4. WHAT are the SCIENCE PROCESS SKILLS?
3. Measuring and using numbers
4. making inferences
7. Using space-time relationship
8. interpreting data
9. Defining operationally
10. Controlling variables
11. Making hypotheses
Using the 5 senses (see, hear, touch, smell, taste) to
find out about objects and events, their characteristics,
properties, differences, similarities, and changes
Qualitative – using the senses
Quantitative – using exact measurement
Observations are recorded.
Example: Describing a pencil as yellow.
21. 2. CLASSIFYING
Using observation to group or
order objects or events according
to similarities or differences in
Example: Placing all rocks having
certain grain size or hardness into
WHY DO WE NEED TO CLASSIFY?
1.Too many items or
2. Items or information are not
HOW DO WE CLASSIFY ?
1.Identify the general
characteristics of the items.
2. Sort out items of the same
characteristics into their
3. Identify other characteristic.
4. Repeat step 1-3 until there is
only one item in each group.
You are classifying when you are ...
1. Detecting similarities.
2. Grouping objects based on certain
3. Using other criterion in grouping
4. Grouping objects in different ways.
32. 3. MEASURING AND USING NUMBERS
Comparing an unknown quantity
with a known (metric units, time,
student-generated frames of
Observations are quantified using
proper measuring devices and
33. measuring & using no
• Measurements are to be recorded
in an orderly and systematic
fashion with labeled units of
measure. Charts, graphs, or
tables can be generated manually
or with computer software.
57. 5. PREDICTING
Stating the outcome of a future event
based on a pattern of evidence.
Example: Predicting the height
of a plant in two weeks time
based on a graph of its growth during the
previous four weeks.
61. 6. COMMUNICATING
• using words (written and spoken) or
graphic symbols to describe an action,
object or event.
Example: Describing the change in
height of a plant over time in writing,
through a graph or drawing.
Using the written and spoken
work, graphs, demonstrations,
drawings, diagrams, or tables to
transmit information and ideas to
To reflect the true nature of
science, ideas must be shared.
63. You are communicating
when you are….
• Speaking, listening or writing to
express ideas or meanings.
• Using charts, graphs and tables to
You are communicating
when you are….
• Recording information from
• Posting questions clearly.
• Using references.
• Writing experiment report to enable
others to repeat the experiment.
67. 7. USING SPACE-TIME
• Describing changes in parameter with time
• Parameters are location, direction, shape,
size, volume, weight and mass.
• Applying numbers and their
mathematical relationships to make
Numbers are basic to science -
mathematical knowledge is applied
69. 8. INTERPRETING DATA
Organizing, analyzing, and
synthesizing data using tables,
graphs, and diagrams to locate
patterns that lead to the construction
of inferences, predictions, or
70. 9. DEFINING OPERATIONALLY
• Creating a definition by
describing what is done and
• It is in the language of the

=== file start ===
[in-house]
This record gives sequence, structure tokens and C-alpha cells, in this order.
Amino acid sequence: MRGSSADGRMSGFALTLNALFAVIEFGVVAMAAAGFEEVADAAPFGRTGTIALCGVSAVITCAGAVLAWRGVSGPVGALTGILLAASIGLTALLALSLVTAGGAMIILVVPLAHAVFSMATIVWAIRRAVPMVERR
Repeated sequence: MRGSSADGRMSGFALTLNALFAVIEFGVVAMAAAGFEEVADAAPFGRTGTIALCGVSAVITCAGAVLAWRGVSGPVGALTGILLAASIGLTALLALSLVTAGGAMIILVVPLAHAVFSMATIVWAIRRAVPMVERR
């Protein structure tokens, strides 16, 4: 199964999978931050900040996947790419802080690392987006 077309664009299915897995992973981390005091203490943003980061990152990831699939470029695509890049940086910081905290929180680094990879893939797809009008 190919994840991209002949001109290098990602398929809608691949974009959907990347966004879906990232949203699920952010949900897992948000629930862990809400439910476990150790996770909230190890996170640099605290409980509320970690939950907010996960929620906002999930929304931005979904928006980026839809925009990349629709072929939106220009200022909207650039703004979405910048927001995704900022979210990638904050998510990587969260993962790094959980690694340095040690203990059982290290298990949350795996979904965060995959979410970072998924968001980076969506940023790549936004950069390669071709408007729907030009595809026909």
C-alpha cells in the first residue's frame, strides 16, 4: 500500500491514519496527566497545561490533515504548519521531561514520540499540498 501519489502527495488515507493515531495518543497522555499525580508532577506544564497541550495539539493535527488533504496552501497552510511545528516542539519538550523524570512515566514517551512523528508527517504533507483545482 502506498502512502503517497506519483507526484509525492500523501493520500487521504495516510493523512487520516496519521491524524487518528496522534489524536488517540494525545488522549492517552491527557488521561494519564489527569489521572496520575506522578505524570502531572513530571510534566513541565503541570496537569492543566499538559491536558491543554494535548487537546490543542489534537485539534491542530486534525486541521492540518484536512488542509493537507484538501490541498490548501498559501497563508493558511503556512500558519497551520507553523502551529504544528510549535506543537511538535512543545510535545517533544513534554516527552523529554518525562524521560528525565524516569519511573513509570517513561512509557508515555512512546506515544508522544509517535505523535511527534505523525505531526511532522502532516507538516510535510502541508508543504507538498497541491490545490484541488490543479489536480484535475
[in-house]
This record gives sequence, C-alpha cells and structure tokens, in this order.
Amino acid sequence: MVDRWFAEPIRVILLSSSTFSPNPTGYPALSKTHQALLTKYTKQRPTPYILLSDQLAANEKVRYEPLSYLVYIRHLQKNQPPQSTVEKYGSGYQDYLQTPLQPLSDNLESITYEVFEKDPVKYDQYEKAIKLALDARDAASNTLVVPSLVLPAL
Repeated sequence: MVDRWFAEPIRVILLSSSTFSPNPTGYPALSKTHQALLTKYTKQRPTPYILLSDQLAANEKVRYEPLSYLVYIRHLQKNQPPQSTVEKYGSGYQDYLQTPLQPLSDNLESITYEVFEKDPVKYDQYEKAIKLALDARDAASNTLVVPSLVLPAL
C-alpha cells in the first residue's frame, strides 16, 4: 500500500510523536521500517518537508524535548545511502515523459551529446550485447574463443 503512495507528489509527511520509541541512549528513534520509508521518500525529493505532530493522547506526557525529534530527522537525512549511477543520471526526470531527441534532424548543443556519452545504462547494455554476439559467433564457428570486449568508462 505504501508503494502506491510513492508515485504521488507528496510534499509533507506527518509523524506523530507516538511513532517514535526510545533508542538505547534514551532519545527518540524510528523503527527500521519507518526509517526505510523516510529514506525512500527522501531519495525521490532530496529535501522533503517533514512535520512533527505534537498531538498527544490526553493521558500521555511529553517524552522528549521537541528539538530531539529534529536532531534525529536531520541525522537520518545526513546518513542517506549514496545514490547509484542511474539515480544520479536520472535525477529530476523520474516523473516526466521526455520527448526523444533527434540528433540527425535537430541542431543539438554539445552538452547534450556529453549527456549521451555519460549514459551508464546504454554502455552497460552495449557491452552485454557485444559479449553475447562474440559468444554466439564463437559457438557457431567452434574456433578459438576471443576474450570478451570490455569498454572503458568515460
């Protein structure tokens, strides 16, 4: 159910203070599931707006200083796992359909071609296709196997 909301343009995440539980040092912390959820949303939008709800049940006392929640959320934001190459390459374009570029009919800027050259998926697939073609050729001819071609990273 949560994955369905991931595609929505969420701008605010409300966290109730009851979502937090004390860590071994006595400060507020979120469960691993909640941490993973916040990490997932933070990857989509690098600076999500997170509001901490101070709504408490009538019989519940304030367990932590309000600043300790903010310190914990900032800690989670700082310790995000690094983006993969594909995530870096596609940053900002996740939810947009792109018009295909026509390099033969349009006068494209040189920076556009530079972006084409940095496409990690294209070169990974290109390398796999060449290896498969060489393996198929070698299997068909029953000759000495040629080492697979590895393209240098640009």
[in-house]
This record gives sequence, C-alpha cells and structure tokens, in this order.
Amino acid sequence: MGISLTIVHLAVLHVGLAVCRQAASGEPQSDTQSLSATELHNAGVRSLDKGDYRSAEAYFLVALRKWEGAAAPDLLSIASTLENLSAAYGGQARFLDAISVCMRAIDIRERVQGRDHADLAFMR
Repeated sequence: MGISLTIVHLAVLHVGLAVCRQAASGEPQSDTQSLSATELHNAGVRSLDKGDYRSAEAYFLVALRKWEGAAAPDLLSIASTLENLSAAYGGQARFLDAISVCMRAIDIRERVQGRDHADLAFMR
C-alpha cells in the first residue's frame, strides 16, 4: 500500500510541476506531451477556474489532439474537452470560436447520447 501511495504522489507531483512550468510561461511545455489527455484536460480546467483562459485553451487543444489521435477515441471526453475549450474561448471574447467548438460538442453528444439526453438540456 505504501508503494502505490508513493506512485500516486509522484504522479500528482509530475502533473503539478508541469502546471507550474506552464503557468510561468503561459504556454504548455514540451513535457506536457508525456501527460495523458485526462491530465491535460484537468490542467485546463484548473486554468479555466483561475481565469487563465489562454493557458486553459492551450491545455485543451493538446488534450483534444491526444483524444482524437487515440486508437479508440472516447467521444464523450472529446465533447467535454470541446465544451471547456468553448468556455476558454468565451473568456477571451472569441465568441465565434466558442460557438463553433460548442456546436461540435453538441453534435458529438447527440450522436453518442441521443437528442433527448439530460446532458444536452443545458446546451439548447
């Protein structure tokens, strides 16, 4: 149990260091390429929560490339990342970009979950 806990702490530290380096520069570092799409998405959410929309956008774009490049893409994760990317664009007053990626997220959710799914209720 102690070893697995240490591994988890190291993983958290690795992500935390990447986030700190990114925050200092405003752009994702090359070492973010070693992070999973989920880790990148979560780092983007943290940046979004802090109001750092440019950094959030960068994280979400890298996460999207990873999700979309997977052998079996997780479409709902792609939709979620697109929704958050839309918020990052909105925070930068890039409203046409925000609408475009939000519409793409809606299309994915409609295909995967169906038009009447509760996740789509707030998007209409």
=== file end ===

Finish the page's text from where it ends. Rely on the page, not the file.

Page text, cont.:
• Definitions are in context of
students' experiences - not from
the glossary, not to be
72. DEFINING OPERATIONALLY
• It is producing a definition of a thing
or event by giving a physical
description or the results of a given
An acid turns blue litmus paper red and tastes sour.
73. 10. CONTROLLING VARIABLES
Manipulating one factor to
investigate the outcome of an
event while other factors are held
constant (keep the same)
Young children become confused
with multiple variables.
Students need practice in
identifying variables that affect
74. Identify variables in an investigation
( What to keep the same, what to change
and what to observe)
Size of salt
Volume of water
Temperature of water
Rate of stir
75. 11. MAKING HYPOTHESES
• Hypothesizing is stating a
tentative generalization which
may be used to explain a
relatively large number of
events. It is subject to immediate
or eventual testing by
experiments (to determine its
76. Suggest suitable explanations in
line with the evidence at hand
Time taken to
5 spoons 10 min
3 spoons 5 min
1 spoon 2 min
Time taken for the sugar to
dissolve increases as the
quantity of sugar increases.
78. 12. Experimenting
(Designing a fair test)
• Designing experiments involves planning a
series of data-gathering operations which
will provide a basis for testing a hypothesis
or answering a question.
Automobile manufacturers test seat belt
performance in crash tests.
79. Be a scientifically literate
• The scientifically literate person uses
processes of science in solving
problems, making decisions, and
furthering understanding of society and
80. Science Process Skills
• "A Head Start on Science"
emphasizes encouraging a sense
of wonder within young children
through their use of the science
81. • Do not spoon-feed them specific
information about these objects and
• Rather, they are encouraged to expand
their perceptions of the world by
learning how better to observe such
eg. as caterpillars changing into
butterflies, how to compare the smells
of various foods, how to classify
leaves collected on a walk, and how to
communicate what they have learned.